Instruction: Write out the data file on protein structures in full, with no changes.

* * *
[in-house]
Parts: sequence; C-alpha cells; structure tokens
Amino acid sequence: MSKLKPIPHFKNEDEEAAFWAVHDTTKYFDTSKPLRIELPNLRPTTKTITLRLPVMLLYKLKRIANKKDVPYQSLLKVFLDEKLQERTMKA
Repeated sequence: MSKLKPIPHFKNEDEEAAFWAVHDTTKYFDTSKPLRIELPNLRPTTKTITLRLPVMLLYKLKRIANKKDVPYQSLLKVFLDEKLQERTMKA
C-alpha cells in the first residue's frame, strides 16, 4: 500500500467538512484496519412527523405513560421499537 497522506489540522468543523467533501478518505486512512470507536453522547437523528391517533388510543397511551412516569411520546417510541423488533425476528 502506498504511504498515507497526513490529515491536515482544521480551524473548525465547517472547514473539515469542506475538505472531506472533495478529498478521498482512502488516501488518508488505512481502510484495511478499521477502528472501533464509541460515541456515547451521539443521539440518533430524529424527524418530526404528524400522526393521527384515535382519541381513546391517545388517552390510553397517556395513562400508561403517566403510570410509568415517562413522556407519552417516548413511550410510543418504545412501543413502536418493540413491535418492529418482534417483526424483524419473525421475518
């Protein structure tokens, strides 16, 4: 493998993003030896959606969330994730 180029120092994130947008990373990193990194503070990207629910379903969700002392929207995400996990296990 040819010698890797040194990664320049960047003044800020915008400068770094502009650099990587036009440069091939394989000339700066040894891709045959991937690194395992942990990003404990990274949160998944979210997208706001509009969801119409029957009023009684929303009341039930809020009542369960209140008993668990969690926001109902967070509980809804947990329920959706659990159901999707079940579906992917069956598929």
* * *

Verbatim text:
[in-house]
Parts: sequence; C-alpha cells; structure tokens
Amino acid sequence: MSKLKPIPHFKNEDEEAAFWAVHDTTKYFDTSKPLRIELPNLRPTTKTITLRLPVMLLYKLKRIANKKDVPYQSLLKVFLDEKLQERTMKA
Repeated sequence: MSKLKPIPHFKNEDEEAAFWAVHDTTKYFDTSKPLRIELPNLRPTTKTITLRLPVMLLYKLKRIANKKDVPYQSLLKVFLDEKLQERTMKA
C-alpha cells in the first residue's frame, strides 16, 4: 500500500467538512484496519412527523405513560421499537 497522506489540522468543523467533501478518505486512512470507536453522547437523528391517533388510543397511551412516569411520546417510541423488533425476528 502506498504511504498515507497526513490529515491536515482544521480551524473548525465547517472547514473539515469542506475538505472531506472533495478529498478521498482512502488516501488518508488505512481502510484495511478499521477502528472501533464509541460515541456515547451521539443521539440518533430524529424527524418530526404528524400522526393521527384515535382519541381513546391517545388517552390510553397517556395513562400508561403517566403510570410509568415517562413522556407519552417516548413511550410510543418504545412501543413502536418493540413491535418492529418482534417483526424483524419473525421475518
């Protein structure tokens, strides 16, 4: 493998993003030896959606969330994730 180029120092994130947008990373990193990194503070990207629910379903969700002392929207995400996990296990 040819010698890797040194990664320049960047003044800020915008400068770094502009650099990587036009440069091939394989000339700066040894891709045959991937690194395992942990990003404990990274949160998944979210997208706001509009969801119409029957009023009684929303009341039930809020009542369960209140008993668990969690926001109902967070509980809804947990329920959706659990159901999707079940579906992917069956598929």